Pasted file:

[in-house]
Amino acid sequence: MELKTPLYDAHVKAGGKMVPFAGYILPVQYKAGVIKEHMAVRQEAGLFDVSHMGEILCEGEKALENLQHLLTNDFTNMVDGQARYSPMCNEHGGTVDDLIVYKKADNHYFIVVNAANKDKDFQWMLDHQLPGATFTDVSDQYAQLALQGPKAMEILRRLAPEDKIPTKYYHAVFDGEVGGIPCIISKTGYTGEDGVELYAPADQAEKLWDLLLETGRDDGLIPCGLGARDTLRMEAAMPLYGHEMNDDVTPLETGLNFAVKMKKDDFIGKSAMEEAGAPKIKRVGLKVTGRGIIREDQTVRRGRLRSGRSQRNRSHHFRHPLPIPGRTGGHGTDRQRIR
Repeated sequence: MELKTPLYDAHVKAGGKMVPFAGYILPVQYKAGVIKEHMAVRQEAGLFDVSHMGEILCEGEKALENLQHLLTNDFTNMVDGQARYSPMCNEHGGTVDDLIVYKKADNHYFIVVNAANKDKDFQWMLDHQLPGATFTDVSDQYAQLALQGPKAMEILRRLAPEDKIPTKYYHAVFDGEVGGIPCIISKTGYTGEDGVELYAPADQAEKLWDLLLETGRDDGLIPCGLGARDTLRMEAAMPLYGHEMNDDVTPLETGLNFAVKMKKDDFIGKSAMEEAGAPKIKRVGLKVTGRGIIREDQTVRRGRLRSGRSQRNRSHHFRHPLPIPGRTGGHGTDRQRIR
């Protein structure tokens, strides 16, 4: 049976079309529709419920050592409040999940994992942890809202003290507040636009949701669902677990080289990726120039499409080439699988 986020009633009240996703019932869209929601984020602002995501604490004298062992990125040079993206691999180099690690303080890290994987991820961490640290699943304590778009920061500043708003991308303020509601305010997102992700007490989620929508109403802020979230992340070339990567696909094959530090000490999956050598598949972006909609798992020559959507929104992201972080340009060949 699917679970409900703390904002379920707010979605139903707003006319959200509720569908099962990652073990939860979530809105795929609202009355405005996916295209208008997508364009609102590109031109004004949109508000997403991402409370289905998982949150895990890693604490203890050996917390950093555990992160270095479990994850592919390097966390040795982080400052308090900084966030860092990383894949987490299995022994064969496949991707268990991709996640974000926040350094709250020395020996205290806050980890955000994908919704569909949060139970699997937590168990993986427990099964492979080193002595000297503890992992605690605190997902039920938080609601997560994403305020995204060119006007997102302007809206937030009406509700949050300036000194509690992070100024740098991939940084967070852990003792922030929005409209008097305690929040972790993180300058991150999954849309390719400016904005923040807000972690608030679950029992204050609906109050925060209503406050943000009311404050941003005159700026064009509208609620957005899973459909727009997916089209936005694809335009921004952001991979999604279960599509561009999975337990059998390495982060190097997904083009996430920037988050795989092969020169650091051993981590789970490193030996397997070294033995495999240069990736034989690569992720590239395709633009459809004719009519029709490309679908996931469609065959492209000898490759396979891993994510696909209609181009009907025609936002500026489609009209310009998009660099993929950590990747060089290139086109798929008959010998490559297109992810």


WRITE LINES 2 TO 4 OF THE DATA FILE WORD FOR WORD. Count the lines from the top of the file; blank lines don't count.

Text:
Amino acid sequence: MELKTPLYDAHVKAGGKMVPFAGYILPVQYKAGVIKEHMAVRQEAGLFDVSHMGEILCEGEKALENLQHLLTNDFTNMVDGQARYSPMCNEHGGTVDDLIVYKKADNHYFIVVNAANKDKDFQWMLDHQLPGATFTDVSDQYAQLALQGPKAMEILRRLAPEDKIPTKYYHAVFDGEVGGIPCIISKTGYTGEDGVELYAPADQAEKLWDLLLETGRDDGLIPCGLGARDTLRMEAAMPLYGHEMNDDVTPLETGLNFAVKMKKDDFIGKSAMEEAGAPKIKRVGLKVTGRGIIREDQTVRRGRLRSGRSQRNRSHHFRHPLPIPGRTGGHGTDRQRIR
Repeated sequence: MELKTPLYDAHVKAGGKMVPFAGYILPVQYKAGVIKEHMAVRQEAGLFDVSHMGEILCEGEKALENLQHLLTNDFTNMVDGQARYSPMCNEHGGTVDDLIVYKKADNHYFIVVNAANKDKDFQWMLDHQLPGATFTDVSDQYAQLALQGPKAMEILRRLAPEDKIPTKYYHAVFDGEVGGIPCIISKTGYTGEDGVELYAPADQAEKLWDLLLETGRDDGLIPCGLGARDTLRMEAAMPLYGHEMNDDVTPLETGLNFAVKMKKDDFIGKSAMEEAGAPKIKRVGLKVTGRGIIREDQTVRRGRLRSGRSQRNRSHHFRHPLPIPGRTGGHGTDRQRIR
């Protein structure tokens, strides 16, 4: 049976079309529709419920050592409040999940994992942890809202003290507040636009949701669902677990080289990726120039499409080439699988 986020009633009240996703019932869209929601984020602002995501604490004298062992990125040079993206691999180099690690303080890290994987991820961490640290699943304590778009920061500043708003991308303020509601305010997102992700007490989620929508109403802020979230992340070339990567696909094959530090000490999956050598598949972006909609798992020559959507929104992201972080340009060949 699917679970409900703390904002379920707010979605139903707003006319959200509720569908099962990652073990939860979530809105795929609202009355405005996916295209208008997508364009609102590109031109004004949109508000997403991402409370289905998982949150895990890693604490203890050996917390950093555990992160270095479990994850592919390097966390040795982080400052308090900084966030860092990383894949987490299995022994064969496949991707268990991709996640974000926040350094709250020395020996205290806050980890955000994908919704569909949060139970699997937590168990993986427990099964492979080193002595000297503890992992605690605190997902039920938080609601997560994403305020995204060119006007997102302007809206937030009406509700949050300036000194509690992070100024740098991939940084967070852990003792922030929005409209008097305690929040972790993180300058991150999954849309390719400016904005923040807000972690608030679950029992204050609906109050925060209503406050943000009311404050941003005159700026064009509208609620957005899973459909727009997916089209936005694809335009921004952001991979999604279960599509561009999975337990059998390495982060190097997904083009996430920037988050795989092969020169650091051993981590789970490193030996397997070294033995495999240069990736034989690569992720590239395709633009459809004719009519029709490309679908996931469609065959492209000898490759396979891993994510696909209609181009009907025609936002500026489609009209310009998009660099993929950590990747060089290139086109798929008959010998490559297109992810």